I AM WRITING TO YOU personally, because as an admirer of your work — which is grand in scope while specific in insight — I find myself frustrated with a few points in your recent article “Poetry on the Brink: Reinventing the Lyric,” published in the Boston Review’s May/June 2012 issue. I am writing to you publicly, because I feel it's important to complicate the generally black-and-white debates in current discussions around "Conceptualism" in contemporary poetry. I hope that a friendly argument will offer an alternative to the re-staging of an old "culture war" and bring some other things that have been going on in contemporary poetry into the discussion.
But first, let me say that it is distressing to me — as it must be annoying to you, if you read them — to see in the online comments to your piece, which takes issue with Rita Dove’s recent Penguin Anthology of Twentieth-Century American Poetry, such morsels of American anti-intellectualism as the laconic quip that "honesty is the best poetry," implying that the avant-garde poetry you champion is somehow dishonest. Such calls to so-called honesty come from a place that fears criticality of all stripes and betray a complete misunderstanding of the artifice intrinsic to all poetry. Long before the current Conceptualist critique of "sincerity" and “expression” began, Laura (Riding) Jackson made the compelling argument that poetry, no matter how invested in truth-telling, was always a seduction, and that "poet,” therefore, was “a lying word." It is just such a blindness to the most basic lessons of Modernism — a blindness perpetuated by the big houses, "major" anthologies, and high-school English curricula, and one that you, to your credit, have doggedly countered — that keeps the American mind in the stone age in regard to poetry, among other things.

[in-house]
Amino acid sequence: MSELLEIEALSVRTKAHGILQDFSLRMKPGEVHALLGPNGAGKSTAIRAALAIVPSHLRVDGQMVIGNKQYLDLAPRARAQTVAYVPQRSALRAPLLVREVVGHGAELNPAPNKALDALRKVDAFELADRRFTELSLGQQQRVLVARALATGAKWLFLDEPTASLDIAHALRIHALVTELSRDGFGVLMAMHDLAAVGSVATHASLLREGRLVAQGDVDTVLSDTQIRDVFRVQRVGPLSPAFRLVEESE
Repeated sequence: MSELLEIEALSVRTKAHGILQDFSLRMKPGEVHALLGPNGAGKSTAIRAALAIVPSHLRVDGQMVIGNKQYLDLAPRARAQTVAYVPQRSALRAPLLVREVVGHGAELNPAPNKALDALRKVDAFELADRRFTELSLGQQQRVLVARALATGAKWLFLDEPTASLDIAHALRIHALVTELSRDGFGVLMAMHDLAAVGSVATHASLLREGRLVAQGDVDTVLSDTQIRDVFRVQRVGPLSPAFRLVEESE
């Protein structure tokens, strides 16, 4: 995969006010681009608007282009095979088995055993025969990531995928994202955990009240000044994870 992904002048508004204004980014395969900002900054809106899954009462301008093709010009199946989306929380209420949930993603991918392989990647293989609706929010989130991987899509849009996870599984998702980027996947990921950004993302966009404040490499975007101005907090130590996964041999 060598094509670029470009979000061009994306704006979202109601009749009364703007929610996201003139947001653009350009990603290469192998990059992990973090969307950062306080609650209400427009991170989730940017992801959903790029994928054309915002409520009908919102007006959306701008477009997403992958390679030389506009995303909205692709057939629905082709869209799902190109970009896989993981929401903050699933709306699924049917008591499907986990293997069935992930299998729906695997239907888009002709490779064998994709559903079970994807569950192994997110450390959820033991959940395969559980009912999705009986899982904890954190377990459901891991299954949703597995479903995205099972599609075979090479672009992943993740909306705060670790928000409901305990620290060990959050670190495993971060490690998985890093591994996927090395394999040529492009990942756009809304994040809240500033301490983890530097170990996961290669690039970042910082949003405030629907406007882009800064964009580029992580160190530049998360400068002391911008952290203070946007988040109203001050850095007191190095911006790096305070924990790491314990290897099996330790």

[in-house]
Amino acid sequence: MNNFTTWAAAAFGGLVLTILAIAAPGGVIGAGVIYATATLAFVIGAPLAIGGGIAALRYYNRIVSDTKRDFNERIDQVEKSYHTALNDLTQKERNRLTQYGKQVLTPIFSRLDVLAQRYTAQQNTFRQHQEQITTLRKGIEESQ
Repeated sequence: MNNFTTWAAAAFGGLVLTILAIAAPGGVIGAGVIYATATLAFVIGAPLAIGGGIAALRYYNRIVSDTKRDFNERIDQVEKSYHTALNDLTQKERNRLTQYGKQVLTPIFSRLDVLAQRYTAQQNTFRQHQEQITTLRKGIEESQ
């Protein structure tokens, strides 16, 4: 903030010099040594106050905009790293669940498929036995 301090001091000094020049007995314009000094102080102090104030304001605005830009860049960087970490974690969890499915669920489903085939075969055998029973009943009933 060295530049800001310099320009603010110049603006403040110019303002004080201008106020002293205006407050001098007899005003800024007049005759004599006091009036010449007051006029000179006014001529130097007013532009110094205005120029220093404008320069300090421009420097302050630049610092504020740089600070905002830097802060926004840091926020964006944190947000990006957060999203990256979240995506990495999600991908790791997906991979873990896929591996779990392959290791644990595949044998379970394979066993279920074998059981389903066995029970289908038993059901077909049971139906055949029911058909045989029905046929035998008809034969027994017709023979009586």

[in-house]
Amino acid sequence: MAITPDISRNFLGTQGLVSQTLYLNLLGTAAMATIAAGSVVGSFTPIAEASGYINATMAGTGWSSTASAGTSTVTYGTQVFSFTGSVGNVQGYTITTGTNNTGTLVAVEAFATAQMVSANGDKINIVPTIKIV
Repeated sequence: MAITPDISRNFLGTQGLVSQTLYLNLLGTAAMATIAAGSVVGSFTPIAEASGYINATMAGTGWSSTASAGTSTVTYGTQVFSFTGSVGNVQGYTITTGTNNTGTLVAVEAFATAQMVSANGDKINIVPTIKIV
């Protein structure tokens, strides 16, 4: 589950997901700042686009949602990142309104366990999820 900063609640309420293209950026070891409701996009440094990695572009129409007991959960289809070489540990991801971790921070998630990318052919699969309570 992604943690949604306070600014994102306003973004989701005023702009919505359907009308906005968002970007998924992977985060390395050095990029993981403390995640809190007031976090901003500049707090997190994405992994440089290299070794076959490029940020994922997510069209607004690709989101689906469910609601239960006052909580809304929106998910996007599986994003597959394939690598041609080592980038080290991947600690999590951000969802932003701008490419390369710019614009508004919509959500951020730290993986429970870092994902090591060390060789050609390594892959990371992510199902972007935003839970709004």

It's important to start with this point of agreement, because your argument, sustained over the course of many books and articles, about transparency vs. materiality of language has much to do with challenging the still-prevailing amnesia regarding what might generally be called twentieth-century poetry’s linguistic turn. Still, if I may, I'd like to propose a small corrective that may lead to something larger. In your article, you cite the Russian Formalists' notion of "the word as such" ["slóvo kak takovóe"] as one of the things that the poetry of (what you term) "moderation and safety" coming out of today’s MFA programs distinctly avoids. Actually, though associated with the Formalists, the term comes from a Russian (Cubo-)Futurist manifesto and was developed by Alexei Kruchenykh and Velemir Khlebnikov; thus, it originates within a poetic movement and not the (slightly later) theoretical movement that codified its significance.
More important than the provenance of the term, though, is the fact that the same avoidance of "the word as such" can be found at the base of Conceptualist practice, which in your article you set in opposition to what I'll choose to call, for convenience’s sake, "Conservatism": American Realism, Confessionalism, New Yorker poetry, Epiphanism, or what you refer to as a "certain kind of prize-winning, 'well-crafted' poem.” For you, Conservatism resists,...read more